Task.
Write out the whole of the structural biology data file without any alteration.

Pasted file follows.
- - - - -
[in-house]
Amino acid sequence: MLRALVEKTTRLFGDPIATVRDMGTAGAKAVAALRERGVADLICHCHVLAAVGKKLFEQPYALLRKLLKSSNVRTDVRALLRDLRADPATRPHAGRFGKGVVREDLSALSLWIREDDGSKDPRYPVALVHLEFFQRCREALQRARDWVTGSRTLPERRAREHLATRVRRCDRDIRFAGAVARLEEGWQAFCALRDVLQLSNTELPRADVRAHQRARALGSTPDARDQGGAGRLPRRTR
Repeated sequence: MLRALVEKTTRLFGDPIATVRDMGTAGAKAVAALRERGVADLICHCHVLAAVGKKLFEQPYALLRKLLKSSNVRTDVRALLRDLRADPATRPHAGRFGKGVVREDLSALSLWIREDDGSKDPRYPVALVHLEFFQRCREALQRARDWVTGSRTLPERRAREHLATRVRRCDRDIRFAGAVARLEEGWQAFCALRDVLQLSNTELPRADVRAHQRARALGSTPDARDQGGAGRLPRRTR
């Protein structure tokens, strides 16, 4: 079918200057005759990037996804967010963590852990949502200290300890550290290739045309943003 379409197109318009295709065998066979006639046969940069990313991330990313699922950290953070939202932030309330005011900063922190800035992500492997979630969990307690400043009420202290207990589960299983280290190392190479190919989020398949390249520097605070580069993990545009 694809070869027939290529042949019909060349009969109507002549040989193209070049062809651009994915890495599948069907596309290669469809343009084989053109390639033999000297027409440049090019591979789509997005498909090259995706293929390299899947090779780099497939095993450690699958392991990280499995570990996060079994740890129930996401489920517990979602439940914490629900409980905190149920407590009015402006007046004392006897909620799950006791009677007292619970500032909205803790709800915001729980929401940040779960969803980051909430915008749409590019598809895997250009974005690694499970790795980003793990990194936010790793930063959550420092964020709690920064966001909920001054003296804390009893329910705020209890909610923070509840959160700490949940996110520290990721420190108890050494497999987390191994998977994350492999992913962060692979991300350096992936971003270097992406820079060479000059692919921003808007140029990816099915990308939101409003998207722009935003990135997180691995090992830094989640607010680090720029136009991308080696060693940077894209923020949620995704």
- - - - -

[in-house]
Amino acid sequence: MLRALVEKTTRLFGDPIATVRDMGTAGAKAVAALRERGVADLICHCHVLAAVGKKLFEQPYALLRKLLKSSNVRTDVRALLRDLRADPATRPHAGRFGKGVVREDLSALSLWIREDDGSKDPRYPVALVHLEFFQRCREALQRARDWVTGSRTLPERRAREHLATRVRRCDRDIRFAGAVARLEEGWQAFCALRDVLQLSNTELPRADVRAHQRARALGSTPDARDQGGAGRLPRRTR
Repeated sequence: MLRALVEKTTRLFGDPIATVRDMGTAGAKAVAALRERGVADLICHCHVLAAVGKKLFEQPYALLRKLLKSSNVRTDVRALLRDLRADPATRPHAGRFGKGVVREDLSALSLWIREDDGSKDPRYPVALVHLEFFQRCREALQRARDWVTGSRTLPERRAREHLATRVRRCDRDIRFAGAVARLEEGWQAFCALRDVLQLSNTELPRADVRAHQRARALGSTPDARDQGGAGRLPRRTR
């Protein structure tokens, strides 16, 4: 079918200057005759990037996804967010963590852990949502200290300890550290290739045309943003 379409197109318009295709065998066979006639046969940069990313991330990313699922950290953070939202932030309330005011900063922190800035992500492997979630969990307690400043009420202290207990589960299983280290190392190479190919989020398949390249520097605070580069993990545009 694809070869027939290529042949019909060349009969109507002549040989193209070049062809651009994915890495599948069907596309290669469809343009084989053109390639033999000297027409440049090019591979789509997005498909090259995706293929390299899947090779780099497939095993450690699958392991990280499995570990996060079994740890129930996401489920517990979602439940914490629900409980905190149920407590009015402006007046004392006897909620799950006791009677007292619970500032909205803790709800915001729980929401940040779960969803980051909430915008749409590019598809895997250009974005690694499970790795980003793990990194936010790793930063959550420092964020709690920064966001909920001054003296804390009893329910705020209890909610923070509840959160700490949940996110520290990721420190108890050494497999987390191994998977994350492999992913962060692979991300350096992936971003270097992406820079060479000059692919921003808007140029990816099915990308939101409003998207722009935003990135997180691995090992830094989640607010680090720029136009991308080696060693940077894209923020949620995704």